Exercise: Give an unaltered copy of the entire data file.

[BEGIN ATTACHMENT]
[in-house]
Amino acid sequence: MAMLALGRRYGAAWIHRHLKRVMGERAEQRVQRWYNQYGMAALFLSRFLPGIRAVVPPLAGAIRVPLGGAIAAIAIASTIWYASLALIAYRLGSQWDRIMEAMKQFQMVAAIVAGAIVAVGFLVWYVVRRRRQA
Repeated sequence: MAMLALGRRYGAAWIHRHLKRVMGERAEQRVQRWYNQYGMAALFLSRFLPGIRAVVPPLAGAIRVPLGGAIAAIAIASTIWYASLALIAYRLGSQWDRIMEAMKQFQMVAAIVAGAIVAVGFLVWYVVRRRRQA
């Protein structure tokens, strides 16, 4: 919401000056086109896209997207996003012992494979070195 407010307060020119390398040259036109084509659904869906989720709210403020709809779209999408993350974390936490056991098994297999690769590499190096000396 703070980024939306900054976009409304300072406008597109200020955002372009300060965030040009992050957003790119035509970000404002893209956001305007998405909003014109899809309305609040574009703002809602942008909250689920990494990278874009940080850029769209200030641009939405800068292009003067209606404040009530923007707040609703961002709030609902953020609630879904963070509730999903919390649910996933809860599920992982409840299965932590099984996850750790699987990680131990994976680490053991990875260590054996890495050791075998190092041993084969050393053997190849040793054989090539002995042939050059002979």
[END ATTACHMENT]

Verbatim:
[in-house]
Amino acid sequence: MAMLALGRRYGAAWIHRHLKRVMGERAEQRVQRWYNQYGMAALFLSRFLPGIRAVVPPLAGAIRVPLGGAIAAIAIASTIWYASLALIAYRLGSQWDRIMEAMKQFQMVAAIVAGAIVAVGFLVWYVVRRRRQA
Repeated sequence: MAMLALGRRYGAAWIHRHLKRVMGERAEQRVQRWYNQYGMAALFLSRFLPGIRAVVPPLAGAIRVPLGGAIAAIAIASTIWYASLALIAYRLGSQWDRIMEAMKQFQMVAAIVAGAIVAVGFLVWYVVRRRRQA
């Protein structure tokens, strides 16, 4: 919401000056086109896209997207996003012992494979070195 407010307060020119390398040259036109084509659904869906989720709210403020709809779209999408993350974390936490056991098994297999690769590499190096000396 703070980024939306900054976009409304300072406008597109200020955002372009300060965030040009992050957003790119035509970000404002893209956001305007998405909003014109899809309305609040574009703002809602942008909250689920990494990278874009940080850029769209200030641009939405800068292009003067209606404040009530923007707040609703961002709030609902953020609630879904963070509730999903919390649910996933809860599920992982409840299965932590099984996850750790699987990680131990994976680490053991990875260590054996890495050791075998190092041993084969050393053997190849040793054989090539002995042939050059002979």